A Turkish politician on Monday floated a wild rumor that journalist Jamal Khashoggi's body was found in a well near the Saudi consulate in Istanbul. Turkish President Recep Tayyip Erdogan appeared to have shot the rumor down by saying that "no one ...
Rumor claimed Khashoggi found in well; Turkey's Erdogan shot it down - Business Insider
Turkish President Recep Tayyip Erdoğan makes a statement on the killing of Jamal Khashoggi in Saudi Arabia's Istanbul consulate.
A Turkish politician on Monday floated a wild rumor that journalist Jamal Khashoggi's body was found in a well near the Saudi consulate in Istanbul.
Turkish President Recep Tayyip Erdogan appeared to have shot the rumor down by saying that "no one knows" where the body is.
He alluded to a Saudi intelligence claim that Khashoggi's body was rolled up in a carpet and given to a local person in Turkey for disposal, and demanded more information on that.
Turkish officials have continuously leaked intelligence and made bold public statements about Khashoggi's killing.
Authorities promised that Erdogan's statement would reveal new facts about the killing, but the speech did little to advance the narrative or confirm previous gruesome rumors.
Erdogan failed to address, for example, audio and video footage that Turkey claims to have of Khashoggi being killed by Saudi assassins.
Turkey's president has publicly demanded the whereabouts of the body of journalist Jamal Khashoggi, shooting down a wild rumor that Khashoggi's body was found in a well in on the grounds of the Saudi consulate in Istanbul.
Recep Tayyip Erdogan told lawmakers of his Justice and Development Party (AKP) on Tuesday that he still wanted to know where Khashoggi's body is.
"Where is the body of Jamal Khashoggi?" Erdogan said. "No one knows until now."
On Monday Doğu Perinçek, the chairman of Turkey's left-wing nationalist Patriotic Party, claimed that parts of Khashoggi's body had been found in a well in the garden of the Saudi consulate in Istanbul.
It was unclear where he got that information, or whether he was privy to Turkey's intelligence. He said he expected Erdogan to say as much in his speech, but it ultimately did not come to pass.
Surveillance footage published by Turkish newspaper Hurriyet purports to show Jamal Khashoggi entering the Saudi consulate in Istanbul on October 2.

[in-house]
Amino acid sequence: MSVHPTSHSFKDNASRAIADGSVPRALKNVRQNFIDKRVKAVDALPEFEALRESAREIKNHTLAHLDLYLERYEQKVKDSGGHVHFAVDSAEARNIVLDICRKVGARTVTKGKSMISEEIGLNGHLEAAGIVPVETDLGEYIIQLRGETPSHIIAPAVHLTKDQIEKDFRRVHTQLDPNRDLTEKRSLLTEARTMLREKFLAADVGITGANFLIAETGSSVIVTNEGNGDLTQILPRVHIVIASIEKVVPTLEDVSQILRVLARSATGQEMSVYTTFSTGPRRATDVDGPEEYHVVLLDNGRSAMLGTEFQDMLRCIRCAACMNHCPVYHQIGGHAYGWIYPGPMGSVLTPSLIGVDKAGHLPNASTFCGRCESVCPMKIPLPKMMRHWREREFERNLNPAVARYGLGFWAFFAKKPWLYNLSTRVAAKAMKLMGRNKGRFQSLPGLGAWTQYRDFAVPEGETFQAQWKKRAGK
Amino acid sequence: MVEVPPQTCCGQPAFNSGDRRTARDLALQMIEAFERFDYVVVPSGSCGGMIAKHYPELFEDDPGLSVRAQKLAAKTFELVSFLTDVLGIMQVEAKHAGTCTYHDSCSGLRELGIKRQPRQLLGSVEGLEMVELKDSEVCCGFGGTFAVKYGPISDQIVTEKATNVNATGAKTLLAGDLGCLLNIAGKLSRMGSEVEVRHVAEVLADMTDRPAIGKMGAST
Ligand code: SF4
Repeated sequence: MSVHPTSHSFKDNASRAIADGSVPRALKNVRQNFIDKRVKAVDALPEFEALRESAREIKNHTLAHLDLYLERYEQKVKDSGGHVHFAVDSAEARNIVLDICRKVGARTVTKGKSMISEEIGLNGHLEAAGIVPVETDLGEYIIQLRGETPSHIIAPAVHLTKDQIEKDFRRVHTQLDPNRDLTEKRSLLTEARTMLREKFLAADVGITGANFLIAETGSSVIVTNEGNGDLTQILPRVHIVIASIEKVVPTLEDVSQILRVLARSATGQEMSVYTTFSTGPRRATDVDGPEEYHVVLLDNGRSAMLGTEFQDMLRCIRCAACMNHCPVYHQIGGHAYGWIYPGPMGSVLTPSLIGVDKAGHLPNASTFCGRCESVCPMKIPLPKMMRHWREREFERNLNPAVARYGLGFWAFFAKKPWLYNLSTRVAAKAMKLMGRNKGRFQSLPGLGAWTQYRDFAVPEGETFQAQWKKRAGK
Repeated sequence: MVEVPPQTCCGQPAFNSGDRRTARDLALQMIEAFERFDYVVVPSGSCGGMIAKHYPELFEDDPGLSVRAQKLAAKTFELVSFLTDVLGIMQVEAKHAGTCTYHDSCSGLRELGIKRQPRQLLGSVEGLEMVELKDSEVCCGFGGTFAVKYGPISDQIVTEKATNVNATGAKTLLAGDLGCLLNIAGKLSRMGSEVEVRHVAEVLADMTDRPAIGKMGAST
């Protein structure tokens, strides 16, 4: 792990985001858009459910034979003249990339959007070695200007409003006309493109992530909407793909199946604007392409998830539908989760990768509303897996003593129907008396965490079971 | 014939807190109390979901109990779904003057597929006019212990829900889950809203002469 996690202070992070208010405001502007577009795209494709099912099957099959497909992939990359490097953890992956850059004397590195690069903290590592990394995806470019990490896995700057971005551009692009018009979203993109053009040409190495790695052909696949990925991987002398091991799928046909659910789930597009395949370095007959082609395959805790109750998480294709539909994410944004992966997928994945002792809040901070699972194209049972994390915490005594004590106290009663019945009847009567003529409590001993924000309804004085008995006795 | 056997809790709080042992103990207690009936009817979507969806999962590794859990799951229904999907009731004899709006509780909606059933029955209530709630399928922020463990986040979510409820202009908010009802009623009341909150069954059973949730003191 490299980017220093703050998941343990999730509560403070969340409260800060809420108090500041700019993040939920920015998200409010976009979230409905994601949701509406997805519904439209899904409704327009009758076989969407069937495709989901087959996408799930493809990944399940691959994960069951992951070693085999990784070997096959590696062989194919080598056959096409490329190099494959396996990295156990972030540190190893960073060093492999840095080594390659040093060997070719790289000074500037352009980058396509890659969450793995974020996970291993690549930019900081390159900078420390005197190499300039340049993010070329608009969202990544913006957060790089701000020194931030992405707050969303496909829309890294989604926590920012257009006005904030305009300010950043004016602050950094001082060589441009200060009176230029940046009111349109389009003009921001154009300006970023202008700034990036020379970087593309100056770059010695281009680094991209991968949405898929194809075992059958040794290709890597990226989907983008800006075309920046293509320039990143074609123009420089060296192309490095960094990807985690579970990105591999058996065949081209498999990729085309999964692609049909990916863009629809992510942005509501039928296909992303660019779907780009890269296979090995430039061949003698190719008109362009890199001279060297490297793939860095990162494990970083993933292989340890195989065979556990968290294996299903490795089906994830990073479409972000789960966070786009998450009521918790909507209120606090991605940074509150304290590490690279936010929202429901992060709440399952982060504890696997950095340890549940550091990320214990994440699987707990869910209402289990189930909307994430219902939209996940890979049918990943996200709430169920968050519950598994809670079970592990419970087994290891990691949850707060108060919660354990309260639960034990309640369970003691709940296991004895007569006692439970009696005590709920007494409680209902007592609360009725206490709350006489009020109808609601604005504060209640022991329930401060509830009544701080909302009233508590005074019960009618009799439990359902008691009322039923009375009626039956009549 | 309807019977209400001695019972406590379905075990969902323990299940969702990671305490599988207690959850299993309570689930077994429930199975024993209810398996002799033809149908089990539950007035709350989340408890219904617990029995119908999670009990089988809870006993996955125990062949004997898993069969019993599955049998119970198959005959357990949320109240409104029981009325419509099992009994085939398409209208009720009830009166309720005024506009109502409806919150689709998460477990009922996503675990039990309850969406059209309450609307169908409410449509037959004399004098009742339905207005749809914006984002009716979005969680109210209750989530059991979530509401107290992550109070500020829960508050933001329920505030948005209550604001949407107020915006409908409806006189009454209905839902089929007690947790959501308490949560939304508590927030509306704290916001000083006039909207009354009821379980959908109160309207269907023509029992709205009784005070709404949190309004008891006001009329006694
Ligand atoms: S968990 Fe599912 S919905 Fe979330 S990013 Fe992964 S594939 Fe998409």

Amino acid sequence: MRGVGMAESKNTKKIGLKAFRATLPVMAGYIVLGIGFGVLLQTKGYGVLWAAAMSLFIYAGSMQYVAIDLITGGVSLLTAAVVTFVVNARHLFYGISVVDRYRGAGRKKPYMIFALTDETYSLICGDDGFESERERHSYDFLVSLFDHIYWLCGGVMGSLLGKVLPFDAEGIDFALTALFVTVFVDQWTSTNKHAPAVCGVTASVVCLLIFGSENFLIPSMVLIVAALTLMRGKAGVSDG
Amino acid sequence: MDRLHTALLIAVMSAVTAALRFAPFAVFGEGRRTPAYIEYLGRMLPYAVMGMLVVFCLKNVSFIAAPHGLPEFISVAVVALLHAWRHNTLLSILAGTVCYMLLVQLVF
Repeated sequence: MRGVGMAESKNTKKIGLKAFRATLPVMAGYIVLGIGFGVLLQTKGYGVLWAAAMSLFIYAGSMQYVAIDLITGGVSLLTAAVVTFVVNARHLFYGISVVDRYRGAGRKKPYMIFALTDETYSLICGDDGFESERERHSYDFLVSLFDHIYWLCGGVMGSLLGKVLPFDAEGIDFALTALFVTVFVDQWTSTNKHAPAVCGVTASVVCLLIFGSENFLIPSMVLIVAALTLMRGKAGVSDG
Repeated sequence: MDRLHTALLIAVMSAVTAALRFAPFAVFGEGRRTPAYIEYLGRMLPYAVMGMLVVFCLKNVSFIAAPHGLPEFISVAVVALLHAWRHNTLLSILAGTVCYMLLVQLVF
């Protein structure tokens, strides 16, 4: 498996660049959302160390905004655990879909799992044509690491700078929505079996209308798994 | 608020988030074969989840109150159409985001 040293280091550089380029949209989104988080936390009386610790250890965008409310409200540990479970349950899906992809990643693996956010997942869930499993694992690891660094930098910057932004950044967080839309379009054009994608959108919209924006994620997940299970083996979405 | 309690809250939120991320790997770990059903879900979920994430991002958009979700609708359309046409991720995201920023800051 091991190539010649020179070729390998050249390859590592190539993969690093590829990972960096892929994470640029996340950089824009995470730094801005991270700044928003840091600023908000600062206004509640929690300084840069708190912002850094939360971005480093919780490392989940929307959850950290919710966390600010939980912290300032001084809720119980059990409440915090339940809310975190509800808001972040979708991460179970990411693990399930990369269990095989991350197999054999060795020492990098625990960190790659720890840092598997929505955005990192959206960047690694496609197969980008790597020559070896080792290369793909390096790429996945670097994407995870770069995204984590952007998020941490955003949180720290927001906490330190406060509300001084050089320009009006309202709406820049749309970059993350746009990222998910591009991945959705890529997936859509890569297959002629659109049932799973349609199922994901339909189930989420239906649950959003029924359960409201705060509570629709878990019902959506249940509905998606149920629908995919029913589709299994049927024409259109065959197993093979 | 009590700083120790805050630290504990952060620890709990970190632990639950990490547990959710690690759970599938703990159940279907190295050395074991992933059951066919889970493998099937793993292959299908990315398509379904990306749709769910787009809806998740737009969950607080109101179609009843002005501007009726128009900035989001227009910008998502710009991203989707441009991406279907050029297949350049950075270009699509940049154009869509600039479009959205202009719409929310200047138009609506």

CCTV/Hurriyet via APErdogan also alluded to Saudi claims, made anonymously to Reuters on Sunday, that Khashoggi's body had been rolled up in a rug and given to a local person for disposal.
That claim comes in contrast to that by Turkish intelligence, which says that Khashoggi's body was dismembered, according to news outlets including The New York Times and The Wall Street Journal.
Erdogan said on Tuesday: "There is a claim that the body of Khashoggi has been given to a local person. I am asking: Who is that local person?
"No one is talking about this local person. Someone has said that it was a local person. You need to reveal the name of this local person.
"No one is allowed to think that this case will come to an end without answering any of these questions."
Khashoggi in Switzerland in 2011.
Associated Press/Virginia Mayo
Erdogan in his speech forcefully accused Saudi agents of planning Khashoggi's "savage" murder, but failed to address bold claims claimed by Turkish intelligence officers in US and pro-government Turkish media.
Turkish intelligence officers have for at least two weeks claimed that they had audio and video footage of Khashoggi being killed by Saudi assassins, but the country has yet to make them public or share it with their intelligence partners.
Multiple US and European intelligence officers said they never received it, and President Donald Trump has questioned the existence of these recordings.
"So far, we've heard about it, but nobody has seen it," Trump said Saturday, adding that, to his knowledge, that included the FBI and the CIA.
Martin Chulov, who covers the Middle East for The Guardian, tweeted after Erdogan's speech: "After haunting #SaudiArabia over a fortnight of potent leaks, #Erdogan opted out of a coup de grace, right when he had the world's attention #JamalKhashoggi."
A composite image of Saudi Crown Prince Mohammed bin Salman, journalist Jamal Khashoggi, and Turkish President Recep Tayyip Erdogan.
Hamad I Mohammed/Reuters; Middle East Monitor via Reuters; Matt Dunham - WPA Pool/Getty ImagesSaudi Arabia admitted to Khashoggi's death last Friday but claimed it was the result of a physical altercation gone wrong.
The kingdom has also attempted to distance its leadership — particularly that of Crown Prince Mohammed bin Salman — from the killing by attributing Khashoggi's death to a rogue operation about which the crown prince and the country's intelligence services knew nothing.
Turkish officials have continually leaked intelligence reports about Khashoggi's killing to US and Turkish media outlets, as well as issued bold statements on the record implicating the Saudi leadership in the death.
Experts say this shows that Turkey is trying to extract some kind of concession from Saudi Arabia, which could come in the form of new contracts or an informal payment.
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